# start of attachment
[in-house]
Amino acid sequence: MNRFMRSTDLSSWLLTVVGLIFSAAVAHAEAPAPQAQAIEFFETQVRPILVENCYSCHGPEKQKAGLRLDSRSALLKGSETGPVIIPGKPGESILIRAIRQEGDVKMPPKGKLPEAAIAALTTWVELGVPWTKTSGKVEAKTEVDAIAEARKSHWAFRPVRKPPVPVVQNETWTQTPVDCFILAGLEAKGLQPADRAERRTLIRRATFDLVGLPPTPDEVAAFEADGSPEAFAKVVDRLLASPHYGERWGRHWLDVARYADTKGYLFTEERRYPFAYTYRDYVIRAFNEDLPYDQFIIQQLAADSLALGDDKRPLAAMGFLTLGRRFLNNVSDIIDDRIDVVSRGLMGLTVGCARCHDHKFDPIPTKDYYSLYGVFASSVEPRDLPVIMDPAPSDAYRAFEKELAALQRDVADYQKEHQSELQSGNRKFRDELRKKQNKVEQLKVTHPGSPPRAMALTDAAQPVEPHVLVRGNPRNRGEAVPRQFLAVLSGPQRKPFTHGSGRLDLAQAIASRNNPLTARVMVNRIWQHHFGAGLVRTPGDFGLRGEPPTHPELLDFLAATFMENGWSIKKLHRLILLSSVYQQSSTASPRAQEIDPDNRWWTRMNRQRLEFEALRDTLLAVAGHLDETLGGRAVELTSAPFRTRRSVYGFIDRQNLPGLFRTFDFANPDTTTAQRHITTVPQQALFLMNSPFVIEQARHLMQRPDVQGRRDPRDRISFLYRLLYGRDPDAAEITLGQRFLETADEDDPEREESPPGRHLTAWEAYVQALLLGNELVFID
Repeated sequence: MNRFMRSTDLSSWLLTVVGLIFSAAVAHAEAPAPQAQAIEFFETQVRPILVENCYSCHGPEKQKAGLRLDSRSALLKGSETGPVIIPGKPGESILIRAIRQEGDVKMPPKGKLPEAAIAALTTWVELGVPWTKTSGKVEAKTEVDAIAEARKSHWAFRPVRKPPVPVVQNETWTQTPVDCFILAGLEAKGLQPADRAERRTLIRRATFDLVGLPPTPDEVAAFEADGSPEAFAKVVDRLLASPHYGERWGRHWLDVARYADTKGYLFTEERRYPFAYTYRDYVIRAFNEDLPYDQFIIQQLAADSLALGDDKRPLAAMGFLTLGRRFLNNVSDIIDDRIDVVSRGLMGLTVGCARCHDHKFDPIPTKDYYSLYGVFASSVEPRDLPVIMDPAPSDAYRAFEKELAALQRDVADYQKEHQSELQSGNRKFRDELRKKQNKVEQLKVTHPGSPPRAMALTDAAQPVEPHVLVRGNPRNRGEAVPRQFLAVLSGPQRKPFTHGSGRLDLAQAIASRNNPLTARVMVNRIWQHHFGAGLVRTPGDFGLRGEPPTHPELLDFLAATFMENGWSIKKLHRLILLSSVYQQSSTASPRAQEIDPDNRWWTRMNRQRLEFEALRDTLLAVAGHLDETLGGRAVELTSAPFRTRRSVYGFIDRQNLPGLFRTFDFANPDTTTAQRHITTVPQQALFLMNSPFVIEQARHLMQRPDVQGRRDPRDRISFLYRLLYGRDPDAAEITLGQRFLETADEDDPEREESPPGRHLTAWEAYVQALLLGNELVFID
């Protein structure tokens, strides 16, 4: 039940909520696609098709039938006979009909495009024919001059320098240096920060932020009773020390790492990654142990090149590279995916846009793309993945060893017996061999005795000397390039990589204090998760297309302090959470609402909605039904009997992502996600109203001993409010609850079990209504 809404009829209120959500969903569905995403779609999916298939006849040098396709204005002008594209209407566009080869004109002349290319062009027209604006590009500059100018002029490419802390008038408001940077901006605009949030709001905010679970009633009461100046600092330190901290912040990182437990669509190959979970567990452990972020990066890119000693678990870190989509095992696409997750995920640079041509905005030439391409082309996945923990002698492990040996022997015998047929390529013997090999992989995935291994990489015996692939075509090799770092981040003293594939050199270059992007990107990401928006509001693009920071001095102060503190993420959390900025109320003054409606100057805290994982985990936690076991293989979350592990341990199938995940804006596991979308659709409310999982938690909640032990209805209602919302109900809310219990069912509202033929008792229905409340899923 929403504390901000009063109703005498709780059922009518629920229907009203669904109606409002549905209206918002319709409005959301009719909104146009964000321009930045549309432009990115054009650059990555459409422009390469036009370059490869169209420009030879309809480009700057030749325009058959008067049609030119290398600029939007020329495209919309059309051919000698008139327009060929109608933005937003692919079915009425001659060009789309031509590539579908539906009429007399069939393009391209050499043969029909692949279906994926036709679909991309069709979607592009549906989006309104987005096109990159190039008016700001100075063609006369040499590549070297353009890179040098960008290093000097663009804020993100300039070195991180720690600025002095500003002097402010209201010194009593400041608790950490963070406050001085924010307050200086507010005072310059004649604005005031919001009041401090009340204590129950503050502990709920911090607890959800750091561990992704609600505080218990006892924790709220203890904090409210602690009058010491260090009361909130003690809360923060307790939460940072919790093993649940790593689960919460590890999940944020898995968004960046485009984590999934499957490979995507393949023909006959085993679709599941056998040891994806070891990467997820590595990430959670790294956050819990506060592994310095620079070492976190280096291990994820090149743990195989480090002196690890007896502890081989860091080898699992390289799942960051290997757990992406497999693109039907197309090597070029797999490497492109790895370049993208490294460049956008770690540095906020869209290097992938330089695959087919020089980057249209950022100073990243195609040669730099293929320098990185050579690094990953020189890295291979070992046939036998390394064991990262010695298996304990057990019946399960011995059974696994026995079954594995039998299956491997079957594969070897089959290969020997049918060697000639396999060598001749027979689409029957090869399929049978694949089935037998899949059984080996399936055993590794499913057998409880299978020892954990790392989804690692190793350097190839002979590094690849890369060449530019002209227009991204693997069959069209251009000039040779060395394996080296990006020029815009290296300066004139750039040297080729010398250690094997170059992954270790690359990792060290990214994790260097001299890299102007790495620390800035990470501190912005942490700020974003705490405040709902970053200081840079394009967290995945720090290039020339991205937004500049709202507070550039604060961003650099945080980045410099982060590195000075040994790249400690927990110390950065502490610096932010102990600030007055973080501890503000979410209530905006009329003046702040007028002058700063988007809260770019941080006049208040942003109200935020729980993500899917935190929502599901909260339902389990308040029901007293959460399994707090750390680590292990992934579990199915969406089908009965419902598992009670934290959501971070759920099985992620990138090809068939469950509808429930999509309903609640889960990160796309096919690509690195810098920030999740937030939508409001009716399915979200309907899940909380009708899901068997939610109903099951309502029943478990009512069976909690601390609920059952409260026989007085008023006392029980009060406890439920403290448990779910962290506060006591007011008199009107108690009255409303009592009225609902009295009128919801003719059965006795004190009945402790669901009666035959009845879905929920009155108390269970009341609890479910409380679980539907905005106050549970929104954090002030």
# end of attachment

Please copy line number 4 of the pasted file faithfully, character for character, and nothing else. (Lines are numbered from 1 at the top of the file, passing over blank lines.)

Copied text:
């Protein structure tokens, strides 16, 4: 039940909520696609098709039938006979009909495009024919001059320098240096920060932020009773020390790492990654142990090149590279995916846009793309993945060893017996061999005795000397390039990589204090998760297309302090959470609402909605039904009997992502996600109203001993409010609850079990209504 809404009829209120959500969903569905995403779609999916298939006849040098396709204005002008594209209407566009080869004109002349290319062009027209604006590009500059100018002029490419802390008038408001940077901006605009949030709001905010679970009633009461100046600092330190901290912040990182437990669509190959979970567990452990972020990066890119000693678990870190989509095992696409997750995920640079041509905005030439391409082309996945923990002698492990040996022997015998047929390529013997090999992989995935291994990489015996692939075509090799770092981040003293594939050199270059992007990107990401928006509001693009920071001095102060503190993420959390900025109320003054409606100057805290994982985990936690076991293989979350592990341990199938995940804006596991979308659709409310999982938690909640032990209805209602919302109900809310219990069912509202033929008792229905409340899923 929403504390901000009063109703005498709780059922009518629920229907009203669904109606409002549905209206918002319709409005959301009719909104146009964000321009930045549309432009990115054009650059990555459409422009390469036009370059490869169209420009030879309809480009700057030749325009058959008067049609030119290398600029939007020329495209919309059309051919000698008139327009060929109608933005937003692919079915009425001659060009789309031509590539579908539906009429007399069939393009391209050499043969029909692949279906994926036709679909991309069709979607592009549906989006309104987005096109990159190039008016700001100075063609006369040499590549070297353009890179040098960008290093000097663009804020993100300039070195991180720690600025002095500003002097402010209201010194009593400041608790950490963070406050001085924010307050200086507010005072310059004649604005005031919001009041401090009340204590129950503050502990709920911090607890959800750091561990992704609600505080218990006892924790709220203890904090409210602690009058010491260090009361909130003690809360923060307790939460940072919790093993649940790593689960919460590890999940944020898995968004960046485009984590999934499957490979995507393949023909006959085993679709599941056998040891994806070891990467997820590595990430959670790294956050819990506060592994310095620079070492976190280096291990994820090149743990195989480090002196690890007896502890081989860091080898699992390289799942960051290997757990992406497999693109039907197309090597070029797999490497492109790895370049993208490294460049956008770690540095906020869209290097992938330089695959087919020089980057249209950022100073990243195609040669730099293929320098990185050579690094990953020189890295291979070992046939036998390394064991990262010695298996304990057990019946399960011995059974696994026995079954594995039998299956491997079957594969070897089959290969020997049918060697000639396999060598001749027979689409029957090869399929049978694949089935037998899949059984080996399936055993590794499913057998409880299978020892954990790392989804690692190793350097190839002979590094690849890369060449530019002209227009991204693997069959069209251009000039040779060395394996080296990006020029815009290296300066004139750039040297080729010398250690094997170059992954270790690359990792060290990214994790260097001299890299102007790495620390800035990470501190912005942490700020974003705490405040709902970053200081840079394009967290995945720090290039020339991205937004500049709202507070550039604060961003650099945080980045410099982060590195000075040994790249400690927990110390950065502490610096932010102990600030007055973080501890503000979410209530905006009329003046702040007028002058700063988007809260770019941080006049208040942003109200935020729980993500899917935190929502599901909260339902389990308040029901007293959460399994707090750390680590292990992934579990199915969406089908009965419902598992009670934290959501971070759920099985992620990138090809068939469950509808429930999509309903609640889960990160796309096919690509690195810098920030999740937030939508409001009716399915979200309907899940909380009708899901068997939610109903099951309502029943478990009512069976909690601390609920059952409260026989007085008023006392029980009060406890439920403290448990779910962290506060006591007011008199009107108690009255409303009592009225609902009295009128919801003719059965006795004190009945402790669901009666035959009845879905929920009155108390269970009341609890479910409380679980539907905005106050549970929104954090002030």